The Life and Dignity of Every Human Person: Human lives have been destroyed and human dignity has been assaulted. At times respect for life and dignity was lost in the midst of this disaster. Our faith and what we have seen call us to insist that every aspect of recovery, every plan for rebuilding should be measured by how it protects human life and how it threatens or enhance the dignity of all those touched by this catastrophe, especially the weakest and most vulnerable.
The Option for the Poor and Vulnerable: Our faith insists that the poor and vulnerable should have first claim on our common efforts. They cannot be left behind once again. We should assess this disaster, the response, and the future recovery for how it touches the lives of the least among us (Mt. 25). In light of what we have seen and heard, this is a time for constructive dialogue to address how poverty and race divide our society and challenge our nation.
Subsidiarity: Katrina demonstrates the wisdom of this traditional principle, which specifies the appropriate responsibilities and limitations of institutions in their common duty to protect human life and dignity. It warns against larger institutions overwhelming smaller ones but calls on larger institutions to act when smaller ones are unable or unwilling. Where families cannot meet their own needs, the larger community is called to assist them. When community institutions cannot or will not act, local and state governments have obligations. Where they cannot respond adequately, the national government must act to safeguard human life, dignity and rights. The continuing and future response should reflect these realities so the challenges ahead do not once again overwhelm the institutions of our society.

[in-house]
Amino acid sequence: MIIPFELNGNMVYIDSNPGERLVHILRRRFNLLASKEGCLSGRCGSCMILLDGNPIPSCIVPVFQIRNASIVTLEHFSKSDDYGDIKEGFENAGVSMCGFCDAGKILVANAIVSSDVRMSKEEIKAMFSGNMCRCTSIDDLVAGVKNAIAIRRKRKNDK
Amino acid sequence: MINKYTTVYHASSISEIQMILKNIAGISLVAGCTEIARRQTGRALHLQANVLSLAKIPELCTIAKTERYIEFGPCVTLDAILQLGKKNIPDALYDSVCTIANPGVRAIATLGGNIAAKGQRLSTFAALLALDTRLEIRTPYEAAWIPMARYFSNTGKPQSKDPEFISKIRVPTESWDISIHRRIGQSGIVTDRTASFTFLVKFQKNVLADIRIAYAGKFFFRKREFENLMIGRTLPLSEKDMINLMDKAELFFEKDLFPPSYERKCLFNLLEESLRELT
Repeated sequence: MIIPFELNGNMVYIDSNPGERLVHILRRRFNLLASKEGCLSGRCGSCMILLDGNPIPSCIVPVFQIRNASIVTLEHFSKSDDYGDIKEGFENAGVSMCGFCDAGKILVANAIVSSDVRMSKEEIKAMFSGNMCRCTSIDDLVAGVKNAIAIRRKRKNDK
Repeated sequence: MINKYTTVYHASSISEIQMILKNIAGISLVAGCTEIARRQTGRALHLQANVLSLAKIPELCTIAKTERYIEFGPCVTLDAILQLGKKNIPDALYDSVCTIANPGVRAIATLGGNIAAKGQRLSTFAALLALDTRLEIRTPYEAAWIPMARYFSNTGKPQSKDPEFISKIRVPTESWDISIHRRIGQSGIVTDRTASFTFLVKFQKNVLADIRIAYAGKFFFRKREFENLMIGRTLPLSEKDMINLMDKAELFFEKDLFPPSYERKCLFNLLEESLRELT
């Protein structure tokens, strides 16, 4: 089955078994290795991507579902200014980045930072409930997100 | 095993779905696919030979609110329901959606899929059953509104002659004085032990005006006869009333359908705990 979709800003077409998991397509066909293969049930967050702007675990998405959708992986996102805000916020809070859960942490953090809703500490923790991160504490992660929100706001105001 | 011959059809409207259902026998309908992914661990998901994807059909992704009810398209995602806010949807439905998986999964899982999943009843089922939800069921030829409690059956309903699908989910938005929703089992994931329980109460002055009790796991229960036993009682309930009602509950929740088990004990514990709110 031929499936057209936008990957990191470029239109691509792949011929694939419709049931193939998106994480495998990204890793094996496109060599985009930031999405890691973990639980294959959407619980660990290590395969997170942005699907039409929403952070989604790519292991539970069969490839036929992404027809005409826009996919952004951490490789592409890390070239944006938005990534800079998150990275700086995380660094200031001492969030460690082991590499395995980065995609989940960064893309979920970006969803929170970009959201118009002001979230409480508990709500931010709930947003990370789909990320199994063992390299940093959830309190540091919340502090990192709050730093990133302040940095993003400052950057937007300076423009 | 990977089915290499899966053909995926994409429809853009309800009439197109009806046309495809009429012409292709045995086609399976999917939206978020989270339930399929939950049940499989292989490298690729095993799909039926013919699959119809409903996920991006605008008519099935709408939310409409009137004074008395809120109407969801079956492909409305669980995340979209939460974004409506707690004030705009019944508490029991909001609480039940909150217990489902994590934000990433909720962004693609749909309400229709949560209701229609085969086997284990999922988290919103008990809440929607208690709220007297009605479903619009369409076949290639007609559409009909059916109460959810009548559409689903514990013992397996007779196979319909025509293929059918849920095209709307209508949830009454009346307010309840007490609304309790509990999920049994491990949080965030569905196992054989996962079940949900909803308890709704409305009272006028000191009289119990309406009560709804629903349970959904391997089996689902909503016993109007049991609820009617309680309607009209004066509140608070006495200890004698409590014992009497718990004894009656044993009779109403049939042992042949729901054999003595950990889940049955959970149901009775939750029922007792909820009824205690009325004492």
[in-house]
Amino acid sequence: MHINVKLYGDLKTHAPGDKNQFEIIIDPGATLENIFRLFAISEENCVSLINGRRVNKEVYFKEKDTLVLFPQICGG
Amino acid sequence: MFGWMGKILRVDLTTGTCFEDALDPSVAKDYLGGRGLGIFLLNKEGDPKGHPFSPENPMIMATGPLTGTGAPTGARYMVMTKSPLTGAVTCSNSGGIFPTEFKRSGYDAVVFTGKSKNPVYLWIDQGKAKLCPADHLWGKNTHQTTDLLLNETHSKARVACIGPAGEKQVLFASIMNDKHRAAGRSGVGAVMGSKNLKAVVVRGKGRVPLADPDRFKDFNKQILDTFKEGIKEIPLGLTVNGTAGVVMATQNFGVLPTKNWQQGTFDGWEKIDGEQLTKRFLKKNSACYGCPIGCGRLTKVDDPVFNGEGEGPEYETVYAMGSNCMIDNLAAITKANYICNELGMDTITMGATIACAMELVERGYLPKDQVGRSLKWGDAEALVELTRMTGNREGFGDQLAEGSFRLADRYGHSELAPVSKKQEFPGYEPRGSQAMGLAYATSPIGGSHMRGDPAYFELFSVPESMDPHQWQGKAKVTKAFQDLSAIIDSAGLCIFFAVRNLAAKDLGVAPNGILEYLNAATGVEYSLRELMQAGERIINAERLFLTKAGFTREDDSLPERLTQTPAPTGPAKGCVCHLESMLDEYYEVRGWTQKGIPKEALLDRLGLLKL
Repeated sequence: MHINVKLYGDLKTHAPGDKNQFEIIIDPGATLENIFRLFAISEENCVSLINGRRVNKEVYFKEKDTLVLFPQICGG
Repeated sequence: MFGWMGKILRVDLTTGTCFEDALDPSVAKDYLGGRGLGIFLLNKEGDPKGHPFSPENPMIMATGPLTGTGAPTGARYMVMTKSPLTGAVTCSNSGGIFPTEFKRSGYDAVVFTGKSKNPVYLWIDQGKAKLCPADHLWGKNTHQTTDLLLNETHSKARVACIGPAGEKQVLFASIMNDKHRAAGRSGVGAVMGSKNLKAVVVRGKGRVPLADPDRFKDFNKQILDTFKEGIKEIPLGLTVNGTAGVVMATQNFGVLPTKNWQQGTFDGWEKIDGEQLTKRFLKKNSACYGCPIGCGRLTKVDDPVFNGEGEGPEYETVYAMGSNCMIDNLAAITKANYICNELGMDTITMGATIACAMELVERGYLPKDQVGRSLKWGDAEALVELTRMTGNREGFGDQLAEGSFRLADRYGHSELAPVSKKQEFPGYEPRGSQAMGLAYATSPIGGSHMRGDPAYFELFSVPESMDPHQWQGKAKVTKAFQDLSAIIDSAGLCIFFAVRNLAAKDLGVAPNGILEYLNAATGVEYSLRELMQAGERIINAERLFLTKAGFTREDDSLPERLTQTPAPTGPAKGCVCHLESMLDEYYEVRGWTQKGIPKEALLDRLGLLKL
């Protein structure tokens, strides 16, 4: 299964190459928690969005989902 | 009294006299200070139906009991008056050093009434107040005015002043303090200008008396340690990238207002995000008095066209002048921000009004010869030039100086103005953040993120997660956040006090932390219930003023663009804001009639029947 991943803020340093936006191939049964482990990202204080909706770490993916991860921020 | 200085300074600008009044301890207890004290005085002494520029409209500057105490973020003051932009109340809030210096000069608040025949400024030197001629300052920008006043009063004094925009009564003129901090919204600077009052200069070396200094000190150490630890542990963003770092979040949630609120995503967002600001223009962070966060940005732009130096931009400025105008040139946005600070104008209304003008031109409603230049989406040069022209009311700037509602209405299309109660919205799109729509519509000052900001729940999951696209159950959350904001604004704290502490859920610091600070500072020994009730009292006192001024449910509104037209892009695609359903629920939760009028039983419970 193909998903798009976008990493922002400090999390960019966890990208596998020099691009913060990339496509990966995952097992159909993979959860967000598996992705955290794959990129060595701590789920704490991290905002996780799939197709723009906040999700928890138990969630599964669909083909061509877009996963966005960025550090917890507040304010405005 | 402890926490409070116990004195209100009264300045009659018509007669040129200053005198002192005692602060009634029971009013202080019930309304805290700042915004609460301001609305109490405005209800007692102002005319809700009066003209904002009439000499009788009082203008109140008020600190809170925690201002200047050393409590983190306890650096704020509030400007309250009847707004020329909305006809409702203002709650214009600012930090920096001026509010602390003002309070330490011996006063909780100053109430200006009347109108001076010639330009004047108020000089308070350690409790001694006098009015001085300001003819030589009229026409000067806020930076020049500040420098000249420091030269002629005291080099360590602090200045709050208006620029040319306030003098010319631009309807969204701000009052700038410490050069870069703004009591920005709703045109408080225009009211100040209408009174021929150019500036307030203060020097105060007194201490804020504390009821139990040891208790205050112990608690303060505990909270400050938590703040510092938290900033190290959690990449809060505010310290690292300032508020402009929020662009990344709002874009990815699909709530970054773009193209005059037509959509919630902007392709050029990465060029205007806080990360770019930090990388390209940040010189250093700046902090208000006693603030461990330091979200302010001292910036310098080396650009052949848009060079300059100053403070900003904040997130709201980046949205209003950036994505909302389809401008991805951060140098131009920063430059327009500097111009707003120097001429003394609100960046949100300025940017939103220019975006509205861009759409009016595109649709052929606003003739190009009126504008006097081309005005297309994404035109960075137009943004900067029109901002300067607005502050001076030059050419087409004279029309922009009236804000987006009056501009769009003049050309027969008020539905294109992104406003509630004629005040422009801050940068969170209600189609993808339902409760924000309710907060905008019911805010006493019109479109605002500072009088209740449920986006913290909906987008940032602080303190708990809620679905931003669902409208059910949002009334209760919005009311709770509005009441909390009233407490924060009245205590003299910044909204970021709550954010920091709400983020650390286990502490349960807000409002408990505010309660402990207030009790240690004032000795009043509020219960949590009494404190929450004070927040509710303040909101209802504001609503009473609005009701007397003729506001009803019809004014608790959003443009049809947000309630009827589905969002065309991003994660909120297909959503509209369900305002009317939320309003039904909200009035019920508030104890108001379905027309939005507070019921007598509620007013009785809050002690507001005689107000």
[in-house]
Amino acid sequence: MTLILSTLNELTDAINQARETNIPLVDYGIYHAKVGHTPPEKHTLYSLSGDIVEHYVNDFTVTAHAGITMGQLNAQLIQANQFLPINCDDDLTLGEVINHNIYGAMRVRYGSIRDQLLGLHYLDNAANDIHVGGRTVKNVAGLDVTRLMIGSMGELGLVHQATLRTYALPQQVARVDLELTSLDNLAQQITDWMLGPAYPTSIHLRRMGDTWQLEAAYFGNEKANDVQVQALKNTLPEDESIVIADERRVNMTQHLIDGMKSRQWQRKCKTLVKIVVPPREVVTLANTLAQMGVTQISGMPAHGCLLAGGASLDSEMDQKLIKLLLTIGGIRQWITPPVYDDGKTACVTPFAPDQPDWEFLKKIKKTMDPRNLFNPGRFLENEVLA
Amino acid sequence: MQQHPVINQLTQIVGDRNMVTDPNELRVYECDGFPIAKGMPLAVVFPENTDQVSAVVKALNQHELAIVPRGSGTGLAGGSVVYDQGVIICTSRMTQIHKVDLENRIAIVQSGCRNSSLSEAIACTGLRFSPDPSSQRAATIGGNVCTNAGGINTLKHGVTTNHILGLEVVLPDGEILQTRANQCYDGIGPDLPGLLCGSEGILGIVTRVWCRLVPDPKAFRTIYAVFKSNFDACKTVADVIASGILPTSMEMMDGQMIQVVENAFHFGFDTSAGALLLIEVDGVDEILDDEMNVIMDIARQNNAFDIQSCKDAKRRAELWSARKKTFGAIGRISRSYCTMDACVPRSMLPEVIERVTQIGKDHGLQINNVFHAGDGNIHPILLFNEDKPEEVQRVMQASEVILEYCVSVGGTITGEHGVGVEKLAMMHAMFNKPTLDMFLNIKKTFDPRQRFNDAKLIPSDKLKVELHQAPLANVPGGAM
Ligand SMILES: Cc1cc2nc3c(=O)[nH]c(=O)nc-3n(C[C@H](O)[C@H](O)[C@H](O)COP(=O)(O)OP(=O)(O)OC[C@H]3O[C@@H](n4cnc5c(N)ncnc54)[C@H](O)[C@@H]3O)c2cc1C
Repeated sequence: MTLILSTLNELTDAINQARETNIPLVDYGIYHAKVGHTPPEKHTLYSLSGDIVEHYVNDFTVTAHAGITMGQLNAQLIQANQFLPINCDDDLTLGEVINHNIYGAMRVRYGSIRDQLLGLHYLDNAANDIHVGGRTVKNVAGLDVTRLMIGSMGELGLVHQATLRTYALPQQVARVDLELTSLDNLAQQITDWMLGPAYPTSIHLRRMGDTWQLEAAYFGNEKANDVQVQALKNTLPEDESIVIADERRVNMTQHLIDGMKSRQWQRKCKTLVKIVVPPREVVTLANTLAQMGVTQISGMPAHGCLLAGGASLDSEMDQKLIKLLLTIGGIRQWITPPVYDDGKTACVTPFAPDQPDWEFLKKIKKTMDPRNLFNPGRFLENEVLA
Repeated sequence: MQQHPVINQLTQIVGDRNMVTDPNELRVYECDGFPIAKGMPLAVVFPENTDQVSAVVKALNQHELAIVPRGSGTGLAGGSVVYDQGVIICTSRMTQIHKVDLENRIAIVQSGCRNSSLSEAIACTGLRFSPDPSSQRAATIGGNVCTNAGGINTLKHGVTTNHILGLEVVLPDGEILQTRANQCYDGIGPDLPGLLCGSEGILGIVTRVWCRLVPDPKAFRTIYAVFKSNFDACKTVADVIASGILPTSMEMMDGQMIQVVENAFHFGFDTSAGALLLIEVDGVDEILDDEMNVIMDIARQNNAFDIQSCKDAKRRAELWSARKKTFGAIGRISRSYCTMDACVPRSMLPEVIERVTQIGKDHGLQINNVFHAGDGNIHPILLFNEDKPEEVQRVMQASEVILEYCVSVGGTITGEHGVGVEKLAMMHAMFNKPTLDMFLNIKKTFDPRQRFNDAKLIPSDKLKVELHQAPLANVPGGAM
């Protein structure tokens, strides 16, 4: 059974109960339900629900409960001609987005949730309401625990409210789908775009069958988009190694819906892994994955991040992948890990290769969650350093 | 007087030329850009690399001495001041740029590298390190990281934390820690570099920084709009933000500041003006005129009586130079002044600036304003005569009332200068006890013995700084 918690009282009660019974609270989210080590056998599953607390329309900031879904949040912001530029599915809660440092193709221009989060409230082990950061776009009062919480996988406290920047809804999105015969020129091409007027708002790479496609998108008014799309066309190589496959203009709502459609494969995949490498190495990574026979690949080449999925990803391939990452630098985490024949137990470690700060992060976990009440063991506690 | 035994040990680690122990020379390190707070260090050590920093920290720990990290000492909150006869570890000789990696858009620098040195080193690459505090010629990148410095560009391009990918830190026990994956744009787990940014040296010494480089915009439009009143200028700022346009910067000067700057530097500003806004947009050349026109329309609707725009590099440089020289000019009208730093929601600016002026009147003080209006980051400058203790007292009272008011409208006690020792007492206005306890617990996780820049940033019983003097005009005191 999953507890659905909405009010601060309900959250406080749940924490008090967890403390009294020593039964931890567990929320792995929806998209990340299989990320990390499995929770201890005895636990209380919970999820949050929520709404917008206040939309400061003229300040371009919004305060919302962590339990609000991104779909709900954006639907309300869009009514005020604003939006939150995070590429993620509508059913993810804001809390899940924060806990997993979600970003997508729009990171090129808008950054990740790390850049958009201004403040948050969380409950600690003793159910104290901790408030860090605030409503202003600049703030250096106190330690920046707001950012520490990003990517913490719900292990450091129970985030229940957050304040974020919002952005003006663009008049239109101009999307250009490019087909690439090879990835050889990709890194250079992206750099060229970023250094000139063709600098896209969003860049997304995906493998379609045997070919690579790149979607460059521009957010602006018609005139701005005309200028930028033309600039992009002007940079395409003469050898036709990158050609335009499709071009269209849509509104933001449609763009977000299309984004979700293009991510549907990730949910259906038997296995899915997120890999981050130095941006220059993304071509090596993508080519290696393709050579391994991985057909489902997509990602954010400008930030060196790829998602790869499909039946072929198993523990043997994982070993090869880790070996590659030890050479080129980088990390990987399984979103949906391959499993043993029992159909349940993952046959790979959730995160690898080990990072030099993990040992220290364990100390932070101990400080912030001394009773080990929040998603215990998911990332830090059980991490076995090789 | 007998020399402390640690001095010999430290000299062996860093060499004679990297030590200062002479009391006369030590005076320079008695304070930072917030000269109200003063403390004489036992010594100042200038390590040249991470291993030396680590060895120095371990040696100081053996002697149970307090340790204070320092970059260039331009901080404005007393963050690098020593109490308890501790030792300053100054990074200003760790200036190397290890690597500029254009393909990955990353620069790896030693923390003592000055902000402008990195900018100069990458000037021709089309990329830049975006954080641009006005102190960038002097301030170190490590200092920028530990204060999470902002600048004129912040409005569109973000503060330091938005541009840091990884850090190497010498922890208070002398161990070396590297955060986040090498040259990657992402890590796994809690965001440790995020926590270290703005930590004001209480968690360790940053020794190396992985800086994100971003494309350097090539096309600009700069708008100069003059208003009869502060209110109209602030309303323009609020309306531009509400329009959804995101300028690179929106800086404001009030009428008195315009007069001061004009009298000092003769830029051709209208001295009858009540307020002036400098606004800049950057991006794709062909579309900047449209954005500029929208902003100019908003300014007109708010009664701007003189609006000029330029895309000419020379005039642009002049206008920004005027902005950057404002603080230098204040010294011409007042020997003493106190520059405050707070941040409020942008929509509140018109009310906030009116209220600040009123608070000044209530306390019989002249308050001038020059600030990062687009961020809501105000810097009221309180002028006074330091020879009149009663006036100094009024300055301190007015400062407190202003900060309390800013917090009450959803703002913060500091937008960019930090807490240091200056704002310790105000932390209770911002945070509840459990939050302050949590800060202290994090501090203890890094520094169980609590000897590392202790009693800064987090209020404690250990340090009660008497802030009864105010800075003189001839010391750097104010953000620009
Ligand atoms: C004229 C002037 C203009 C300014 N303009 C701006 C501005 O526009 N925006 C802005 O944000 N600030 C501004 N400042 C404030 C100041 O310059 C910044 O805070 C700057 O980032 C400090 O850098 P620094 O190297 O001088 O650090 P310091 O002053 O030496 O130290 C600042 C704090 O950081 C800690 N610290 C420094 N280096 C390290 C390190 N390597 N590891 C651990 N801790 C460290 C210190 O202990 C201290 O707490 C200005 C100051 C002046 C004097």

Solidarity: Katrina is teaching us we are all members of one human family. "Loving our neighbor" has new meaning in the aftermath of Katrina. Wherever we live, what ever we have or don't have, whatever our race or background, we are all God's children and are worthy of respect and care.
Family, Community and Participation: The storm has torn apart families and communities. The recovery and renewal must unite families and restore communities, not just as physical realities, but as fundamental moral building blocks for the future. "Participation" of those most affected must be at the center of the recovery and planning for the future.
Human Rights and Responsibilities: Our social tradition begins with the right to life and extends to those rights which make life truly human – faith and family, work and education, housing and health care. Restoring institutions of faith, work, education and health care and providing shelter and decent housing are not just signs of generosity; they are required by justice.